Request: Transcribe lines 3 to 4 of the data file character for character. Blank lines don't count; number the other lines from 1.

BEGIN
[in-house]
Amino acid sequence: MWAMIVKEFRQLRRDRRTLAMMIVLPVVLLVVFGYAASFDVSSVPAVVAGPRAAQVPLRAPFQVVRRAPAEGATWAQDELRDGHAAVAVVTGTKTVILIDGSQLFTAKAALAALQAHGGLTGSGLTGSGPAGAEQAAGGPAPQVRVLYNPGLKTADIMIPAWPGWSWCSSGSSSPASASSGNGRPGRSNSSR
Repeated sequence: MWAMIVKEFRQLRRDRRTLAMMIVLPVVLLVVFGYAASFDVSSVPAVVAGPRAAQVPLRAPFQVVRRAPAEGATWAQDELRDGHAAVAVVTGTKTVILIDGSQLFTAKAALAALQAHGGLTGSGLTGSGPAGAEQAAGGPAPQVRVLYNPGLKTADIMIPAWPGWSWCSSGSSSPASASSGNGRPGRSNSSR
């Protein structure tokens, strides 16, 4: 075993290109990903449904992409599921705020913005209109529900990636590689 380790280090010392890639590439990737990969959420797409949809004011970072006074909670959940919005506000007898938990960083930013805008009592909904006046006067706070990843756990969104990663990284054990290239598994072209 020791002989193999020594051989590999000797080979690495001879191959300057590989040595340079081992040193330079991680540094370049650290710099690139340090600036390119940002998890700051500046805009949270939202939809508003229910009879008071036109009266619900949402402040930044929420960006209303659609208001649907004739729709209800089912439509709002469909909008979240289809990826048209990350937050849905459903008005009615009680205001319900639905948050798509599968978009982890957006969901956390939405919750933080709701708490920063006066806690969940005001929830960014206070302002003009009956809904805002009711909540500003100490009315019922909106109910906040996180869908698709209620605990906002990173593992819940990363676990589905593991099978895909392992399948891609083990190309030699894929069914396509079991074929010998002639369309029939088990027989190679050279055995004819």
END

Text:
Repeated sequence: MWAMIVKEFRQLRRDRRTLAMMIVLPVVLLVVFGYAASFDVSSVPAVVAGPRAAQVPLRAPFQVVRRAPAEGATWAQDELRDGHAAVAVVTGTKTVILIDGSQLFTAKAALAALQAHGGLTGSGLTGSGPAGAEQAAGGPAPQVRVLYNPGLKTADIMIPAWPGWSWCSSGSSSPASASSGNGRPGRSNSSR
């Protein structure tokens, strides 16, 4: 075993290109990903449904992409599921705020913005209109529900990636590689 380790280090010392890639590439990737990969959420797409949809004011970072006074909670959940919005506000007898938990960083930013805008009592909904006046006067706070990843756990969104990663990284054990290239598994072209 020791002989193999020594051989590999000797080979690495001879191959300057590989040595340079081992040193330079991680540094370049650290710099690139340090600036390119940002998890700051500046805009949270939202939809508003229910009879008071036109009266619900949402402040930044929420960006209303659609208001649907004739729709209800089912439509709002469909909008979240289809990826048209990350937050849905459903008005009615009680205001319900639905948050798509599968978009982890957006969901956390939405919750933080709701708490920063006066806690969940005001929830960014206070302002003009009956809904805002009711909540500003100490009315019922909106109910906040996180869908698709209620605990906002990173593992819940990363676990589905593991099978895909392992399948891609083990190309030699894929069914396509079991074929010998002639369309029939088990027989190679050279055995004819």